By Middle East Affairs
Qatar, despite facing a boycott from its neighbors since last June, is experiencing rapid economic growth, its finance minister told Reuters.
As the world’s top exporter of liquefied natural gas, Qatar’s economy, Finance Minister Ali Sherif al-Emadi said, is set to grow 2.6 percent this year and closer to 3 percent in 2019.
This growth is significant as Qatar has been facing a boycott from Gulf neighbors Saudi Arabia, Egypt, Bahrain and United Arab Emirates since last June for alleged ties to terrorist groups, which Qatar denies.
The boycott led to a halt in imports and billions of dollars withdrawn from Qatari banks. Yet Qatar moved swiftly and developed new trade routes, as well as deposited state money in its banks.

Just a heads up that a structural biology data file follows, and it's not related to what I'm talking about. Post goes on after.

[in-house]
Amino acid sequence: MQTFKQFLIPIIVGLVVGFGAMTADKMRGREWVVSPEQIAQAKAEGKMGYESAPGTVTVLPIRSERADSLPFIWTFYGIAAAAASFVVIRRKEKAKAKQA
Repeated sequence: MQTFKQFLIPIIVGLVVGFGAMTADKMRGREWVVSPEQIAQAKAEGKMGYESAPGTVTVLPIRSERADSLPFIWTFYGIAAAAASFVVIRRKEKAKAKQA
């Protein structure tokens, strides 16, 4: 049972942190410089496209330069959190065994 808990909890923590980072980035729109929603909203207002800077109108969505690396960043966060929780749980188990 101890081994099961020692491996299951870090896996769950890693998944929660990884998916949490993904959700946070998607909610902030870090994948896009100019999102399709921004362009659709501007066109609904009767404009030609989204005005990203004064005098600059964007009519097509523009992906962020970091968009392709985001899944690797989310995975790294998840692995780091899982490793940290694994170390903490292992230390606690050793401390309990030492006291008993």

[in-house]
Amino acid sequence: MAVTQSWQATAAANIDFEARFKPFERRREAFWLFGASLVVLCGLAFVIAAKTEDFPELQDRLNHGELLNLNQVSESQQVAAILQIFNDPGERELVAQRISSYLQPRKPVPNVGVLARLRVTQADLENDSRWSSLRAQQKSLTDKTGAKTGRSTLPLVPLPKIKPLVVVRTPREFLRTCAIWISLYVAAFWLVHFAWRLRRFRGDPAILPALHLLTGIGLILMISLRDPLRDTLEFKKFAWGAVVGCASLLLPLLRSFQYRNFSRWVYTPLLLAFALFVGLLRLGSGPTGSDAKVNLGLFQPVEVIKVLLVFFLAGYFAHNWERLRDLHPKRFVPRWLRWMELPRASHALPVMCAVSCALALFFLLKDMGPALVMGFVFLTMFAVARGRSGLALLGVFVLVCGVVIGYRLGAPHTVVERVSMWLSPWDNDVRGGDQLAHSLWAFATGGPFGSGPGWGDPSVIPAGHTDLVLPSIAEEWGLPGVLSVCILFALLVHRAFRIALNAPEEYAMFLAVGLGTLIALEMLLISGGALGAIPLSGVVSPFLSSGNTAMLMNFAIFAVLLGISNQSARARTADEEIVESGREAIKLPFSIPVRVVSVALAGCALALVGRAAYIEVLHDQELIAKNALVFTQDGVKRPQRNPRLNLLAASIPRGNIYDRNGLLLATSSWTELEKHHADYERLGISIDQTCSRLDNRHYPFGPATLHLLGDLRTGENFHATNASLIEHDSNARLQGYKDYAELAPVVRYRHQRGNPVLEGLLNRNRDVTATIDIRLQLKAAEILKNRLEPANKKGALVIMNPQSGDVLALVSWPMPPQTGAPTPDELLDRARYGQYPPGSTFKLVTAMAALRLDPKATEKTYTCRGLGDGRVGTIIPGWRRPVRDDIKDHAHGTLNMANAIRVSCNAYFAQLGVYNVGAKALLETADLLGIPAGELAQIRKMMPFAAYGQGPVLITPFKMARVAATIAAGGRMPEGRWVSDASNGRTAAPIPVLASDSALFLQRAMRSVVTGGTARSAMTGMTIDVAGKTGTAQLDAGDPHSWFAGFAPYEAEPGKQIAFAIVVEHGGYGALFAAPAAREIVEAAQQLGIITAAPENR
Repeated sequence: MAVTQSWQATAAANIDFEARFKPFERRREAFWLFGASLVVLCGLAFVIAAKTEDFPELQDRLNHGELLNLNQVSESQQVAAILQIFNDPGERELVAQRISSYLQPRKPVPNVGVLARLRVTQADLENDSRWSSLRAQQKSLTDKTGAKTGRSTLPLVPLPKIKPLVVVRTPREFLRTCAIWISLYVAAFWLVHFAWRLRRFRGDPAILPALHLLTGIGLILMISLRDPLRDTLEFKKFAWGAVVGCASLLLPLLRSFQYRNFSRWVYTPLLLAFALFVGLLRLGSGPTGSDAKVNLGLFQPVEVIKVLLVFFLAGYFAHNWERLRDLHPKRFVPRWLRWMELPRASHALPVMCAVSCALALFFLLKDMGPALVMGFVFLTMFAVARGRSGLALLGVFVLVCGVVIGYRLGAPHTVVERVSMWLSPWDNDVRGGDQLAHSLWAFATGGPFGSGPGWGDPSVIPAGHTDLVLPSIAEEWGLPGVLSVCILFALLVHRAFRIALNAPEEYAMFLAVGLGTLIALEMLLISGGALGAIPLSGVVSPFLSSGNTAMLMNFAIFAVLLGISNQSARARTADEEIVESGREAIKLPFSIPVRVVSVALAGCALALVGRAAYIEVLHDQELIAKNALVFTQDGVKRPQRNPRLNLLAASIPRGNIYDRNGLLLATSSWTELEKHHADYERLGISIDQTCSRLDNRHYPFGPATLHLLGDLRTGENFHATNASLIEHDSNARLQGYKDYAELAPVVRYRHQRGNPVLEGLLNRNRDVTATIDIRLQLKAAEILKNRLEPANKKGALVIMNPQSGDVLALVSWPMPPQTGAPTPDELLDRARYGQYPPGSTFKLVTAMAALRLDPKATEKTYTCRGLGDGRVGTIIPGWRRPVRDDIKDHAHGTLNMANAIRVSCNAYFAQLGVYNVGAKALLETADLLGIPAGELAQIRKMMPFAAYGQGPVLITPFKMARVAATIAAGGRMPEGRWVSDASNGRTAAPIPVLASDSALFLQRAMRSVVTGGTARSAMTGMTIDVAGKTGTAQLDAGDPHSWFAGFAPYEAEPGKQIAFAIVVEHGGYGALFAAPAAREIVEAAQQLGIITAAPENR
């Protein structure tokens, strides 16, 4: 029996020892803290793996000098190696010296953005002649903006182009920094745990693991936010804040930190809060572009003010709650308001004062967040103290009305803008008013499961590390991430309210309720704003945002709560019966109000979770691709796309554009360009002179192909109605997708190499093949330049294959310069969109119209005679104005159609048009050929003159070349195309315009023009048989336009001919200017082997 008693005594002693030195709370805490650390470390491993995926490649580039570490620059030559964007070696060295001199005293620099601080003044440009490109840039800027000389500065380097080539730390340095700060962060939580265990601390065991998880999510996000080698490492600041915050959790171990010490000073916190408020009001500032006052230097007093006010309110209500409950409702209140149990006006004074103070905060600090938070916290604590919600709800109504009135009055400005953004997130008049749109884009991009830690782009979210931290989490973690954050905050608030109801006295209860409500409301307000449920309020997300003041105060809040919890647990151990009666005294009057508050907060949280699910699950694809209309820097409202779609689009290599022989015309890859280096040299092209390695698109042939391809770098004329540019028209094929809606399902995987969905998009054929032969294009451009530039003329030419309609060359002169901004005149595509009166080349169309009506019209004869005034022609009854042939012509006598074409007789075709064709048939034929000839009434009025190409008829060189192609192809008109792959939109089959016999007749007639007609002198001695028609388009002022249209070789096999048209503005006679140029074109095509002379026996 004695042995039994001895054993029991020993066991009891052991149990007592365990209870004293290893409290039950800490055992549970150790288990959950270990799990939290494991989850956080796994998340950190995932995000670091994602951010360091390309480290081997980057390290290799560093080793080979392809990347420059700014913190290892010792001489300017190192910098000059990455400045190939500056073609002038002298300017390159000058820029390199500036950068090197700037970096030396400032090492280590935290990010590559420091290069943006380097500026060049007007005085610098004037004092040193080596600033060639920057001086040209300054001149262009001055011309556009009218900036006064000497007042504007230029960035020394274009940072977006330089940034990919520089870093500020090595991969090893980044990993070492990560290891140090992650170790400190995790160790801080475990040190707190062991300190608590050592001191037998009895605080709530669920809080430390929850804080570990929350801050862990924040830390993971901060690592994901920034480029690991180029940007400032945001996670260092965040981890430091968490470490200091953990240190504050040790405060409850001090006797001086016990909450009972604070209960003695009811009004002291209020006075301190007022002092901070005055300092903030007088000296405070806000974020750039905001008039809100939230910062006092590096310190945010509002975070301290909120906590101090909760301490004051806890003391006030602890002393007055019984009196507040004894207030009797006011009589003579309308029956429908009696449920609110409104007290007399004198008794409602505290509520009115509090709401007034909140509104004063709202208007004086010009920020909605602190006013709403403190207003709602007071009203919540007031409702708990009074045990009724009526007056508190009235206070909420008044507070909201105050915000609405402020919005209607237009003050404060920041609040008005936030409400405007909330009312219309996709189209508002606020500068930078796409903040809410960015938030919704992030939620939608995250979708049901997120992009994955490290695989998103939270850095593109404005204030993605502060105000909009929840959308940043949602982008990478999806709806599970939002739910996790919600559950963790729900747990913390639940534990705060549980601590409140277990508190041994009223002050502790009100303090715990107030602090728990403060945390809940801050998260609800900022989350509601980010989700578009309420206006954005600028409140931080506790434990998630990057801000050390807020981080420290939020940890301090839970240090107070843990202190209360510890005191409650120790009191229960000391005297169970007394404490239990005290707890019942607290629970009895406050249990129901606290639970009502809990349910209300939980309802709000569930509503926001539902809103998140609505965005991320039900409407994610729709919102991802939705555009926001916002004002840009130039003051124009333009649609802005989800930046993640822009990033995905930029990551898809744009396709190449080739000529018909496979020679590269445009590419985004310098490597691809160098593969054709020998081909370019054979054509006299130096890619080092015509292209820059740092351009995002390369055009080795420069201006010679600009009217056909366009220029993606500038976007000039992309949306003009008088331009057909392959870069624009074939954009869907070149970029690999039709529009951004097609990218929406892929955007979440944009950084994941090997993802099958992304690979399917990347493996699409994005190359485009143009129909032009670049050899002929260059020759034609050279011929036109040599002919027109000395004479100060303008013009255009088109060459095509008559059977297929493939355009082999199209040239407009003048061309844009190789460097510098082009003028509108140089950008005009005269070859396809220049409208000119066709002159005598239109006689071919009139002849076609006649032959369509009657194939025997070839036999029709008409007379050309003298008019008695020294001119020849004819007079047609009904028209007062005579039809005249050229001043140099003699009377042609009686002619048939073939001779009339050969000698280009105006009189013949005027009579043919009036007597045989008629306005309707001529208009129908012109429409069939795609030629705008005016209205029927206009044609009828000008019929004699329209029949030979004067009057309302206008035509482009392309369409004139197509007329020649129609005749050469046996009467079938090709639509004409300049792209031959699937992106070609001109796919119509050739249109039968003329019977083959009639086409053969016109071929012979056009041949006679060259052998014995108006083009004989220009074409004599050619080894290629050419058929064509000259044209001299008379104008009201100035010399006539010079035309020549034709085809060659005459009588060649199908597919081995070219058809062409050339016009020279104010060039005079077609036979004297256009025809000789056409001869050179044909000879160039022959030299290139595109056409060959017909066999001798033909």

“We are still doing very well and will make sure economic growth outpaces that of the region,” al-Emadi told Reuters.
Al-Emadi had said before that the political crisis had not damaged investments and that Doha was engaged in the market.
“We haven’t seen any change in financial institutions’ behaviour towards us. It is business as usual,” he said. “If we see a good opportunity we will go out.”
Qatar’s banking sector is still “very liquid and can provide funding options for Qatari firms, while some of the more developed companies in the country have already accessed international bond markets,” Reuters reported the minister as saying.
He said Qatar was “moving on fast with spending” in preparations for hosting the 2022 World Cup, and that 90 percent of infrastructure work for the games would be completed by 2019.